Beyond no.2 - Values and Symptoms edited by Pedro Gadanho
SUN Architecture, 2009
Paperback, 160 pages
The second issue of Beyond, a twice-yearly "bookazine dedicated to new, experimental forms of architectural and urban writing ... in which an extended network of young and upcoming European architectural writers are given the freedom to survey the outline of themes and things to come," is built around the theme Values and Symptoms. Editor Pedro Gadanho asks, "in the face of permanent crisis, what are the symptoms and values that are leading the reshaping of cities and everyday life?" In the slim volume are fifteen responses to the theme, one of which is an excerpt from Douglas Coupland's upcoming Generation A. Its inclusion is perhaps an attempt at a wider readership but more likely an example of where these experimental forms of writing should find influence: fiction.
Architecture fiction is a tiny subset of writing around architecture, a recent trend that is gaining traction as more architects, critics and other writers venture into the hard-to-define realm, something of course evident in this bookazine's existence. It's a term that appears to have started with Wired's Bruce Sterling, who dabbled in some architecture fiction. In many ways it is similar to science fiction, in a preference for speculating on future constructions, but with a focus on those constructions and their potential over the people, relationships, internal states, and other more psychological aspects of fiction. Witness how the fiction in the pages of the second Beyond -- not all of the essays are fiction -- like a short story by FAT's Sam Jacobs built around the Kennedy assassination, shies away from incorporating dialogue or first-person narratives, instead opting for third-person, external perspective. This is not always the case, but something I noticed recurrently, indicative as much of the experimental nature of the writing as the refusal to adopt a traditional fiction structure.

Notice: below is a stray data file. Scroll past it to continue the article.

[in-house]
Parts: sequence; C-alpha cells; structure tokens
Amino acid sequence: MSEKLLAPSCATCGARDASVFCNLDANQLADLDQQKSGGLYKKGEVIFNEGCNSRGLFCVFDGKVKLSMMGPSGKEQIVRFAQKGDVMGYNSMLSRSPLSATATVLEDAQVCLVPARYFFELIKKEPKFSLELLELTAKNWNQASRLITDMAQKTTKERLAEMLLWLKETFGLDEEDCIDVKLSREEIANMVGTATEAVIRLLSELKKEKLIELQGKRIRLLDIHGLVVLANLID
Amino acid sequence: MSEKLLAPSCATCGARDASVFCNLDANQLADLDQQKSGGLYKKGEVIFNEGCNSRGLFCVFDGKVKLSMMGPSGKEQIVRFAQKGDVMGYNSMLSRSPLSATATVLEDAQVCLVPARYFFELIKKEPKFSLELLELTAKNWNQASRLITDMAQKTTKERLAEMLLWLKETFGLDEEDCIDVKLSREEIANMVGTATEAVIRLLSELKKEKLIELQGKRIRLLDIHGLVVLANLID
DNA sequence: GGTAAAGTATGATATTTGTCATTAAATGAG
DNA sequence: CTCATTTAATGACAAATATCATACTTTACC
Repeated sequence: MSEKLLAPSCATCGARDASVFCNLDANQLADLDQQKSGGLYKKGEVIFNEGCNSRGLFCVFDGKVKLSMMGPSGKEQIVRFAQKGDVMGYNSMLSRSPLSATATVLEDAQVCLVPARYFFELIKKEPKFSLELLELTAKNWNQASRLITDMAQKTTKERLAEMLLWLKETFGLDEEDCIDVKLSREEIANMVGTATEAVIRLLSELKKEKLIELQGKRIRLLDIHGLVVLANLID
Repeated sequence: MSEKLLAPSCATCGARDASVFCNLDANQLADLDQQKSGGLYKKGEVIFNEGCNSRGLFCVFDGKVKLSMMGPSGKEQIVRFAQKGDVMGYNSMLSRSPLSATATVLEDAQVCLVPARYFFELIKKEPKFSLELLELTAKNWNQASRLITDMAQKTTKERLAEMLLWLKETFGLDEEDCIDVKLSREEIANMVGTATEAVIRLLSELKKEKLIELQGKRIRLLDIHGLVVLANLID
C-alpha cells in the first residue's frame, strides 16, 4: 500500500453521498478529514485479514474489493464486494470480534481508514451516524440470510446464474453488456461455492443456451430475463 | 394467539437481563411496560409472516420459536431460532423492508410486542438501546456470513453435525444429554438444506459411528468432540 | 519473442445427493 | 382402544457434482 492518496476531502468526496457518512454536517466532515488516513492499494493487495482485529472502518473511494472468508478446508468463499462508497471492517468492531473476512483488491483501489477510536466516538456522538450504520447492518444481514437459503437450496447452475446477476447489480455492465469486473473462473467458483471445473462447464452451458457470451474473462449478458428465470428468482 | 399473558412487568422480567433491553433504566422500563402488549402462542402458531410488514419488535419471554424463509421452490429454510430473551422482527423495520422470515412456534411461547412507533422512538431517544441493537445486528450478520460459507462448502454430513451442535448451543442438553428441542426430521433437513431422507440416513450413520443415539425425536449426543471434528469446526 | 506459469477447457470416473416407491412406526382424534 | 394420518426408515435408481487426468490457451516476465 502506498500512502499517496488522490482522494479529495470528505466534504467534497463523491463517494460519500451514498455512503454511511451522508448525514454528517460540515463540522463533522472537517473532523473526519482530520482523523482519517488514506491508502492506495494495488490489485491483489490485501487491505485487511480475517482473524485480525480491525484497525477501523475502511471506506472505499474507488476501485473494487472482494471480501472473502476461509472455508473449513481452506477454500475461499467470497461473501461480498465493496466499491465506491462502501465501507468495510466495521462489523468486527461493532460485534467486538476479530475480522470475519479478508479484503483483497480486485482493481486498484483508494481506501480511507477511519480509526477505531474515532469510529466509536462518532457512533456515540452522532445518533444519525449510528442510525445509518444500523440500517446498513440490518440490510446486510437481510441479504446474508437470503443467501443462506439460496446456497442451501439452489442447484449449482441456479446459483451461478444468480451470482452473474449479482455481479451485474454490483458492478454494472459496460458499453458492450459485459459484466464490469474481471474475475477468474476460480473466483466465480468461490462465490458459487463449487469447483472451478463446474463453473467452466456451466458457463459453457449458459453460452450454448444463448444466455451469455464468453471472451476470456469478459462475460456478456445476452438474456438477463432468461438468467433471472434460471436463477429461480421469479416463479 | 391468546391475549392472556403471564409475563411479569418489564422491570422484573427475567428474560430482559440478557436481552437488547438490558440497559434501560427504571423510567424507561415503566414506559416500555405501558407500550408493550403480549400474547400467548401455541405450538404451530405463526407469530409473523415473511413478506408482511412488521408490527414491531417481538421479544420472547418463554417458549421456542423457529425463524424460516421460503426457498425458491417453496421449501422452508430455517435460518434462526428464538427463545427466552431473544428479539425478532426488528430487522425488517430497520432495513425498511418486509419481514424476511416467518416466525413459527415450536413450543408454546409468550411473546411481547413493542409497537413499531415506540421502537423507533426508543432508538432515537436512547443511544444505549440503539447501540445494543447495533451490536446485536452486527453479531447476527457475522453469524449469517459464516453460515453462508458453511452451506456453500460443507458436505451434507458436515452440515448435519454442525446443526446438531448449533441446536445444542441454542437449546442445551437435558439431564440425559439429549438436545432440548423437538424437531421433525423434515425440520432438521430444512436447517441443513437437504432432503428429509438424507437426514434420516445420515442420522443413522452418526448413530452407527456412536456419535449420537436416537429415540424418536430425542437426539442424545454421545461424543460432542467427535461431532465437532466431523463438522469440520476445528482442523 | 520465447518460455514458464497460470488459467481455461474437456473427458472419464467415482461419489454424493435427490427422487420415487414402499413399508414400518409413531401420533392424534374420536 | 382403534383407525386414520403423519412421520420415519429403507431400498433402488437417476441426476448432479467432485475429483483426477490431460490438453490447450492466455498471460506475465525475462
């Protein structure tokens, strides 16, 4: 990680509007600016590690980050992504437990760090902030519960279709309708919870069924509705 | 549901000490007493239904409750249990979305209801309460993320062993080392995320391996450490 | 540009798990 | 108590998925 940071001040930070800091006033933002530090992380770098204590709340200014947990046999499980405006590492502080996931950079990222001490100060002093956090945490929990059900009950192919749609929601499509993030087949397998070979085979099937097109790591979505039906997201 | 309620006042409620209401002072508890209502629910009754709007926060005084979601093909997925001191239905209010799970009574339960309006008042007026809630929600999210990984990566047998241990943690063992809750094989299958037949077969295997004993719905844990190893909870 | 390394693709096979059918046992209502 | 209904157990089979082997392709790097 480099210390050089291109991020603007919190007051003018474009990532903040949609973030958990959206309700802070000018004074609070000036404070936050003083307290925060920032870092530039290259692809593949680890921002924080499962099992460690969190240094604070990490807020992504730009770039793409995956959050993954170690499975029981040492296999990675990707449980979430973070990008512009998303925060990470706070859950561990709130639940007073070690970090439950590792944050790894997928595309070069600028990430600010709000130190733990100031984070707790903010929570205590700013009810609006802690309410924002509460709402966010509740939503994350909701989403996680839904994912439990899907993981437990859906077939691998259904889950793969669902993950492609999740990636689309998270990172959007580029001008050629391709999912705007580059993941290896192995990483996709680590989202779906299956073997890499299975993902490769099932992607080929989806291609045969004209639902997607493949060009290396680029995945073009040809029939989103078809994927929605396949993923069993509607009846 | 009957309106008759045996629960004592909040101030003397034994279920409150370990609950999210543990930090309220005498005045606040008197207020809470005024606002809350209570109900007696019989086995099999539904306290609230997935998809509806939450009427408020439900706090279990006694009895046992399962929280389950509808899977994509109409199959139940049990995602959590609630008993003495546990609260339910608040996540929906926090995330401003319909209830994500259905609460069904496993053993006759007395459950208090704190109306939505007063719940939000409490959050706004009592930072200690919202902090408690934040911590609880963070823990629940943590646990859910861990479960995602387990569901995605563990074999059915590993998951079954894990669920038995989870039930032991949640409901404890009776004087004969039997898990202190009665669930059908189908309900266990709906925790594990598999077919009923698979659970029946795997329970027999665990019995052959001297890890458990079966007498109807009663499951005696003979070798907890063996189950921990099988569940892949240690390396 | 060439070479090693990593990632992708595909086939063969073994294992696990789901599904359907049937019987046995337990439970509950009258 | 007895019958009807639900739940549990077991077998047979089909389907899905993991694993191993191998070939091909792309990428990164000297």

So do the format and contributions to Beyond make it a more appropriate format for exploration than, say, traditional avenues like architectural criticism, monographs, or other writings? Adopting a general embrace of urban/architectural fiction, the results can only veer from these other avenues, meaning that they are appropriate for paving new ways in thinking about architecture, space and the city. But this shouldn't be confused with innovation on par with technology or its incorporation into architectural production. How architecture is affected by the ideas conveyed in Beyond's essays is more vague than how new software may change form in architecture, for example. The variety and openness is refreshing, like a poetic mish-mash where architecture underlies it all.